“Compared to the past, accounting firms have to be more focused and nimble in their hiring practices, and it makes every new hire that much more important. Previously, a bad hire could be replaced quickly with a more productive current employee,” Sauer said. “Now, there isn’t that bench strength, so the bad hire places additional demands on colleagues who are left to pick up the pieces or carry the load until a replacement can be found.”
Minimizing the Risks and Costs of a Bad Hire
To avoid the fallout of a bad hire, Robert Half indicates several ways firms can address deficiencies with their hiring process and minimize risks of making a bad hire.
1. Branch out. Fifty-eight percent of survey respondents said the best new hires come from referrals, including employees, friends, recruiters, and others in their network. Go beyond posting job openings and hoping the right person will apply. Among the respondents who use recruiters, 76 percent said a recruiter was able to find a candidate they wouldn’t have found on their own.
2. Delegate. Forty-five percent of business owners noted that the most challenging hiring step is evaluating candidates based on their skills and potential fit, and 26 percent admitted it takes them too long to fill open roles. Delegating these duties to an outside resource can cut hiring timelines and save money. For example, 43 percent said working with a recruiter saved the firm time because the recruiter did most of the work, and 36 percent said they saved money by finding someone more quickly.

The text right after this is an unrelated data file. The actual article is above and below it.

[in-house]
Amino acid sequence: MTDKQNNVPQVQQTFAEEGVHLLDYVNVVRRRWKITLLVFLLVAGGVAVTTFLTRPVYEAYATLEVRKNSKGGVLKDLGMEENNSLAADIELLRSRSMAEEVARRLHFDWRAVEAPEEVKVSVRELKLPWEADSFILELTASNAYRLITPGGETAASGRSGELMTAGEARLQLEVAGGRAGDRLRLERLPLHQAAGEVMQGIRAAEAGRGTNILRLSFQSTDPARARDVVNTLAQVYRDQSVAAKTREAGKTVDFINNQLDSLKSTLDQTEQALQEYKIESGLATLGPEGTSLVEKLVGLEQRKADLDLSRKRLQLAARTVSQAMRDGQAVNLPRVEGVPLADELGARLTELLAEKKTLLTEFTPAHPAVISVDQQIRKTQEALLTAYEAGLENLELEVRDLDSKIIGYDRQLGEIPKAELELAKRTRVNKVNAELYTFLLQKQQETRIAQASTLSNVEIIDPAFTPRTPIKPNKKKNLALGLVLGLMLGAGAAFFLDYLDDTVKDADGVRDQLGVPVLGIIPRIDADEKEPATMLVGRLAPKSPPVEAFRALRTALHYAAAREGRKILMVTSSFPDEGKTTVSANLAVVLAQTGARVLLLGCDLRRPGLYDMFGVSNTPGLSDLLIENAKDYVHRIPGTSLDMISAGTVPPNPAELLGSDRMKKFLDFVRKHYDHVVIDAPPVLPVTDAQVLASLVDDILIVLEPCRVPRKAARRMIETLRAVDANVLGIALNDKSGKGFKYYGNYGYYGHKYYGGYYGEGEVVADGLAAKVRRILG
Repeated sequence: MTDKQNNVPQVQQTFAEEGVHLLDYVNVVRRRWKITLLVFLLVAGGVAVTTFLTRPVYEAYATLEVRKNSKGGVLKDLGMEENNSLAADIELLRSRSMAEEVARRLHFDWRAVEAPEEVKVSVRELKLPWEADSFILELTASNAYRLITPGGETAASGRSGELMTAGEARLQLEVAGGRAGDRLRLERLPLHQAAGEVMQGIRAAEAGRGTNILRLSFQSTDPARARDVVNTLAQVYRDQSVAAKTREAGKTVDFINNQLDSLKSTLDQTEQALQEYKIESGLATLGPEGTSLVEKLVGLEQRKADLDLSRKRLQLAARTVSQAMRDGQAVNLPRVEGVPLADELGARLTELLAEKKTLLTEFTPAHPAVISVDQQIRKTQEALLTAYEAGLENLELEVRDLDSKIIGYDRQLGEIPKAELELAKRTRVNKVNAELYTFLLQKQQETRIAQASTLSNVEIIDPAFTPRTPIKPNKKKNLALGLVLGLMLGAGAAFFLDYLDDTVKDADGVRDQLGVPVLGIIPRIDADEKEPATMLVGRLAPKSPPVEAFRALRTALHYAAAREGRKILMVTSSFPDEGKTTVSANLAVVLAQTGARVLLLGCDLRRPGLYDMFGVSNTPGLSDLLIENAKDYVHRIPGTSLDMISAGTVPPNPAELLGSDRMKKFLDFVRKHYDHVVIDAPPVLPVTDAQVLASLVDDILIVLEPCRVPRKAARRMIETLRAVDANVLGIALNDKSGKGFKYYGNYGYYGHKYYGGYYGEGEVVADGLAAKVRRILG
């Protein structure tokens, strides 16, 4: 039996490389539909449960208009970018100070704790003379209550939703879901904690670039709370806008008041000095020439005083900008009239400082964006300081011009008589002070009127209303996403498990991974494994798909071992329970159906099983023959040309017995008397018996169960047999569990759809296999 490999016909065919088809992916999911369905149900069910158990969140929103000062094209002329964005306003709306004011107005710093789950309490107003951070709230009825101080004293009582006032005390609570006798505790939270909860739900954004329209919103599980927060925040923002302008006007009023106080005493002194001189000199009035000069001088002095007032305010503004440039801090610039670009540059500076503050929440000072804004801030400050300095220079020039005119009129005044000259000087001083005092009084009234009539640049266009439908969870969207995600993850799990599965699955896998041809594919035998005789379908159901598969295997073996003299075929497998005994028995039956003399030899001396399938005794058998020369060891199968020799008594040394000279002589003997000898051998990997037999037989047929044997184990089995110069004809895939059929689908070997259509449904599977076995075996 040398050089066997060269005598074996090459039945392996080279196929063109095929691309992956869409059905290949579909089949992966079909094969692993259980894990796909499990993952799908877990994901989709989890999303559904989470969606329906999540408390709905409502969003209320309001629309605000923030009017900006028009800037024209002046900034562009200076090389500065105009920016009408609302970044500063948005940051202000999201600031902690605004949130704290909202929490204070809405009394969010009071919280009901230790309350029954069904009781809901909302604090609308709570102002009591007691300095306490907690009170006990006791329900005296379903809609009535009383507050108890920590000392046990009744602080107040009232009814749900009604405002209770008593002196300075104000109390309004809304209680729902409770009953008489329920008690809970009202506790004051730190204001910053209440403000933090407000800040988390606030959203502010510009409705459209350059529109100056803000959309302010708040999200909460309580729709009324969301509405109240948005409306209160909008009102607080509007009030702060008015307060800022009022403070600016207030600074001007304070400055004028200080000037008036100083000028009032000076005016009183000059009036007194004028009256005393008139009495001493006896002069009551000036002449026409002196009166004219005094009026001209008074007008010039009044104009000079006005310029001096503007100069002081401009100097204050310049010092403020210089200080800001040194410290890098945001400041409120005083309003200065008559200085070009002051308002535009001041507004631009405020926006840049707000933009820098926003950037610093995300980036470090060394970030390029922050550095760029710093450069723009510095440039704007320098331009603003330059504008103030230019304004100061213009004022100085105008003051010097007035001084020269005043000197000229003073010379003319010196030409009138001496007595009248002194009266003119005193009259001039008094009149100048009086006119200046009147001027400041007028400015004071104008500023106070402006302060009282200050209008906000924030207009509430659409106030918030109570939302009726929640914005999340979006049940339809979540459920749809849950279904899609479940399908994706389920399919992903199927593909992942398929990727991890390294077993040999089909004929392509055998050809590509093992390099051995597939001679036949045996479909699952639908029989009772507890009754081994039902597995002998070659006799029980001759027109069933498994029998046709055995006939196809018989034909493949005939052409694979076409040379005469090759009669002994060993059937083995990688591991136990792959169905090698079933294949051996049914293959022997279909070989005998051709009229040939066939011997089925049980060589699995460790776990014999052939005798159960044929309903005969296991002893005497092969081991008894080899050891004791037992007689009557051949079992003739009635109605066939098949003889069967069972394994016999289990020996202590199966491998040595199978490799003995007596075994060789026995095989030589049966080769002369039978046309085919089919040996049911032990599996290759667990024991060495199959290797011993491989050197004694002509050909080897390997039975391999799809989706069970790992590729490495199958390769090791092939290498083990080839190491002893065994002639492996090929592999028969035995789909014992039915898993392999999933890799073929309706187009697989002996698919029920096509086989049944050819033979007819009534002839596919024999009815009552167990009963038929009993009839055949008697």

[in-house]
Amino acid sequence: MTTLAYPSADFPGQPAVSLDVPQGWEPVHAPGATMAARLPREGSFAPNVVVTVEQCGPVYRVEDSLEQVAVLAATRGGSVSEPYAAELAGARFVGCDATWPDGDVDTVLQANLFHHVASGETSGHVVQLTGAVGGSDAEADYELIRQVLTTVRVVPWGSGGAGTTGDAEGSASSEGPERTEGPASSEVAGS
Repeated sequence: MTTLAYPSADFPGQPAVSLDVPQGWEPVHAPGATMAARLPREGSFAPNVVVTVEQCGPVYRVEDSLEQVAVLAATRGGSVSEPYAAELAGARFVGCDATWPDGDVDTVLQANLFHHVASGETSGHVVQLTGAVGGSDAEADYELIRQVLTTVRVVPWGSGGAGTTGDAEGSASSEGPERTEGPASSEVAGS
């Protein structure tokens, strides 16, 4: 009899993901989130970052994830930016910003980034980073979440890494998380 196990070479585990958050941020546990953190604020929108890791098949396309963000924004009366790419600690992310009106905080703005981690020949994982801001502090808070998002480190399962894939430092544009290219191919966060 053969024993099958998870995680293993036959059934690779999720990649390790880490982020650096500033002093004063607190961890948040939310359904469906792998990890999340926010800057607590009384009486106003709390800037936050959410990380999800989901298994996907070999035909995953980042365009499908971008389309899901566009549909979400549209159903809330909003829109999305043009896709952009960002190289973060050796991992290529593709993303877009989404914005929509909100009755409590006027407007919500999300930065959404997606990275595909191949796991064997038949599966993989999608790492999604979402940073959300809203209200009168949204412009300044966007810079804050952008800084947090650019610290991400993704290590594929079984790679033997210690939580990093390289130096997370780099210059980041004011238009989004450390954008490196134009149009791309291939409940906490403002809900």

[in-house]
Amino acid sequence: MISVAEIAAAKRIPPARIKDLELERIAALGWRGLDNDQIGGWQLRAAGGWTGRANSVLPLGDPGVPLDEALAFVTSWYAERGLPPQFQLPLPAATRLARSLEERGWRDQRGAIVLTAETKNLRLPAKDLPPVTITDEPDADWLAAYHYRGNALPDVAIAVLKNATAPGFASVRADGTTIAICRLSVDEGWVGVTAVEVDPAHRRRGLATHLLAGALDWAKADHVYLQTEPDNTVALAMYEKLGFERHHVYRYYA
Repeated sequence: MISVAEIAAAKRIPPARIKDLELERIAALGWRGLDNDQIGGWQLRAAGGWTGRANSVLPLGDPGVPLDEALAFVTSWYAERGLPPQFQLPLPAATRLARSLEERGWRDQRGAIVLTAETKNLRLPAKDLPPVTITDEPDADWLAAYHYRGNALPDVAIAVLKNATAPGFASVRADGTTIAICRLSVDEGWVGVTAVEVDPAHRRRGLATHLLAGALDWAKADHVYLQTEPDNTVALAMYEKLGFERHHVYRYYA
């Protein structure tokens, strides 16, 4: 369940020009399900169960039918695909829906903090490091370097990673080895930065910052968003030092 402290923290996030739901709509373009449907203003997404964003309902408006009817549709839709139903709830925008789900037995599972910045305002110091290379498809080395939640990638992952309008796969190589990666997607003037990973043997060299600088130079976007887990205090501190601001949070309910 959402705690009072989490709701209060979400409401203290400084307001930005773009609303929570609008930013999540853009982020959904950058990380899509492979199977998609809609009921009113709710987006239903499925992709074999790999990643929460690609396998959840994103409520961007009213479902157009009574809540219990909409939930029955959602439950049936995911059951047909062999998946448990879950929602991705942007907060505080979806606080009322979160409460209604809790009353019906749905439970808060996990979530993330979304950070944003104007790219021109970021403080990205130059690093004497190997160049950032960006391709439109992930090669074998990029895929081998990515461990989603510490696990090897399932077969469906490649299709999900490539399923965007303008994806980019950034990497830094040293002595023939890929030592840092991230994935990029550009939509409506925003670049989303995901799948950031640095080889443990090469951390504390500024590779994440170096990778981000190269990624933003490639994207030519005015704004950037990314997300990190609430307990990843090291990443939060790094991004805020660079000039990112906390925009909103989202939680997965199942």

3. Get a guarantee. Thirty-two percent of businesses that work with recruiters said they do so for the service guarantee. Ask recruiters about their placement success rates and what they offer if a new hire doesn’t stick.
4. Bridge the gap. Only 18 percent of respondents said they brought in temporary professionals to assist with heavy workloads while replacing bad hires. The right person can lift the burden from existing staff, keep projects moving, and may be evaluated on the job for a potential full-time role.